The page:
Room: Exhibit Hall | Forum 6
Purpose: A prototype for an on-board imager using high-energy MeV proton beam was developed and tested. The proton radiograph dependence on the different parameters of the therapeutic proton beam such as dose, depth, modulation and range was evaluated using Gafchromic-films and computed-radiography.
Methods: Radiographic images were acquired using energetic 250MeV proton beams from the MEVION-S250 machine. The proton beam was utilized to irradiate different phantoms that include the Leeds, head, pelvis and CAT-phantoms. The testing objects in Leeds phantom were used to evaluate image quality of the proton radiographs similar to photon imaging quality evaluation. Different beam parameters were investigated that include: (a) depth in phantom (0-15cm), (b) dose or monitor units (0.1-10MU) from the proton imaging beam, (c) separation between the phantom and imager (1-11cm), (d) beam modulation (0-15cm) and (e) beam range (5-32cm).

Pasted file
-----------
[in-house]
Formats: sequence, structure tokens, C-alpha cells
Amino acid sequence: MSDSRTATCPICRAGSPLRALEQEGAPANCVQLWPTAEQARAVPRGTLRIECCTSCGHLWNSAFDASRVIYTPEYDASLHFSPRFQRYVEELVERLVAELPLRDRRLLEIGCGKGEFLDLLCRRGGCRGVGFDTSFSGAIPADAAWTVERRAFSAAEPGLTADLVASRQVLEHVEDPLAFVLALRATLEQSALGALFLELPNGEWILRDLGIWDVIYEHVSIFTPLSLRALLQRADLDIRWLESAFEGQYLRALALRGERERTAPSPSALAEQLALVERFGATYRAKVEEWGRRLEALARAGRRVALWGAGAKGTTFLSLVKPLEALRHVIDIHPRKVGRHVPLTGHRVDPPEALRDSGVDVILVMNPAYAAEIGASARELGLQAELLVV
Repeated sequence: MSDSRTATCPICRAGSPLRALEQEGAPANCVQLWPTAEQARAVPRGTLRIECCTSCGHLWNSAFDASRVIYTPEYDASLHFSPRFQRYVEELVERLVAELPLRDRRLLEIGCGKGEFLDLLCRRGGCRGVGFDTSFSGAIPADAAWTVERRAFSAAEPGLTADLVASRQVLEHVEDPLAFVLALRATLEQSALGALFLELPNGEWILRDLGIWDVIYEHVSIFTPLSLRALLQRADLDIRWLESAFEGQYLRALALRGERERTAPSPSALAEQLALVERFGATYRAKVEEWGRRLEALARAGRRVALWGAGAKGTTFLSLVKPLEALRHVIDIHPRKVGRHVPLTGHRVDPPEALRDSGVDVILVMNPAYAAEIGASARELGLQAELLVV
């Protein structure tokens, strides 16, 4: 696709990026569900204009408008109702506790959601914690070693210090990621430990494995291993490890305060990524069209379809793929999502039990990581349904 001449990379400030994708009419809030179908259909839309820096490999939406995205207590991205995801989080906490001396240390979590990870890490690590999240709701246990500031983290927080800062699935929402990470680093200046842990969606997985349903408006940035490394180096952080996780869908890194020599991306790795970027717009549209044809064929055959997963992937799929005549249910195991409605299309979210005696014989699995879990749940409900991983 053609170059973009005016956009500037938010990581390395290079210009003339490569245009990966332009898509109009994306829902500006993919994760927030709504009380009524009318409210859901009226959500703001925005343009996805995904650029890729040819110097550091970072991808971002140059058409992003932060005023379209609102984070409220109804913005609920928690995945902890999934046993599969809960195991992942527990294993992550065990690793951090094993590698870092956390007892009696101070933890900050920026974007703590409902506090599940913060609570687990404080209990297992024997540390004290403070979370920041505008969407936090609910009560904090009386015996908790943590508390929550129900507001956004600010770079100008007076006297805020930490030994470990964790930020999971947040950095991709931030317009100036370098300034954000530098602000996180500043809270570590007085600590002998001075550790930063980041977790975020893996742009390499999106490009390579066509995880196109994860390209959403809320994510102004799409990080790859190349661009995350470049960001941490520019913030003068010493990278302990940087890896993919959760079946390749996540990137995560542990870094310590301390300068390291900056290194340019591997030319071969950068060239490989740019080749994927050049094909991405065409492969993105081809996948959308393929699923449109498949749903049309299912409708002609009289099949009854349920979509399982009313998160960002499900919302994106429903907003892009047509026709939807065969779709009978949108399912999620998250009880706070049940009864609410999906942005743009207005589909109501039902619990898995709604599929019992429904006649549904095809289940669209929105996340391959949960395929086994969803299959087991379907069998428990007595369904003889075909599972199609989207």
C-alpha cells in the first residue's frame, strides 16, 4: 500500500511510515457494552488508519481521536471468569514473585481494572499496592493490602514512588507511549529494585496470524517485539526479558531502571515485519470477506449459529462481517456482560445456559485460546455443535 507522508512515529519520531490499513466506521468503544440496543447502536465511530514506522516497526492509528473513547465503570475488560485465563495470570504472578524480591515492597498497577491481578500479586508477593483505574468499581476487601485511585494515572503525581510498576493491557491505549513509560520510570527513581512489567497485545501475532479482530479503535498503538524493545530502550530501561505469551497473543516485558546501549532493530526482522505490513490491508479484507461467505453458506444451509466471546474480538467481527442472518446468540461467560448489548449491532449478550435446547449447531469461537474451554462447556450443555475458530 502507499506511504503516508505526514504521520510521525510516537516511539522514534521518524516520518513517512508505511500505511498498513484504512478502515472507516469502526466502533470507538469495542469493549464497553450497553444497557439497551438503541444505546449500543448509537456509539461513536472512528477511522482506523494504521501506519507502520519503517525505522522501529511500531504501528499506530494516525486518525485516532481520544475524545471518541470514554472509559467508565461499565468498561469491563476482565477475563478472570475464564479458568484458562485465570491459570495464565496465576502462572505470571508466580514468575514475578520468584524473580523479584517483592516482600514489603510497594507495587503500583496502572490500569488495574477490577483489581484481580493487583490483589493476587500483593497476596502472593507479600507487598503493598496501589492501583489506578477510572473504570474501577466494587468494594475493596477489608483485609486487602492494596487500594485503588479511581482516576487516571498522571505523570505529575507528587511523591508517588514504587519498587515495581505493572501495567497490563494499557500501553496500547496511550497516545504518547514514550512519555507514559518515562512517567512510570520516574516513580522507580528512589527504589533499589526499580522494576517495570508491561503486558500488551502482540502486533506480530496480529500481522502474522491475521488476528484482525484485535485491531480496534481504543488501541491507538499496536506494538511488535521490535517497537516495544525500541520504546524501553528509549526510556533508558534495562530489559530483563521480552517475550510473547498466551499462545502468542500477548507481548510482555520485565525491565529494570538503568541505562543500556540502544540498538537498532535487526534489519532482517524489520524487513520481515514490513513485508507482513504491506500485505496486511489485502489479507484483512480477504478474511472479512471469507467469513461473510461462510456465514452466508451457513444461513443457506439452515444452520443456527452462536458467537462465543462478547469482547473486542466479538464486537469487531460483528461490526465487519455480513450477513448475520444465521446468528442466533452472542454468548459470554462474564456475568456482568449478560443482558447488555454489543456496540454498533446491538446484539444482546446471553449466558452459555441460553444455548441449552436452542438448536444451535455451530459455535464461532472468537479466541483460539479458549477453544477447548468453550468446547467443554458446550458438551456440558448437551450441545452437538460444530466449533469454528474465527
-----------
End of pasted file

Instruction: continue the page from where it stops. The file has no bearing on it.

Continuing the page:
Results: The image quality of proton radiographs improved with depth in phantom because of increased proton dose deposition with depth. The best image quality was obtained at the Bragg peak where most proton dose was deposited. It also improved with increasing proton imaging dose which provided better signal-to-noise ratio. The separation between the imaging detector and Leeds phantom degraded image quality of the proton radiographs which was due to increased beam scatter through the medium before reaching the detector. Proton beams with the least modulation provided best image quality. The increased beam range improved image quality. The dose deposited by proton beams before the Bragg peak was smaller than doses deposited by diagnostic kV-photons.
Conclusion: This study proved feasibility of on-board radiographic imaging with high-energy MeV-proton beam. Proton radiographs had higher contrast for soft tissues in comparison with photon radiographs which showed usually enhanced bone anatomy. On-board proton imaging has potential clinical application for patient setup and tumor localization using proton image-guided radiation therapy.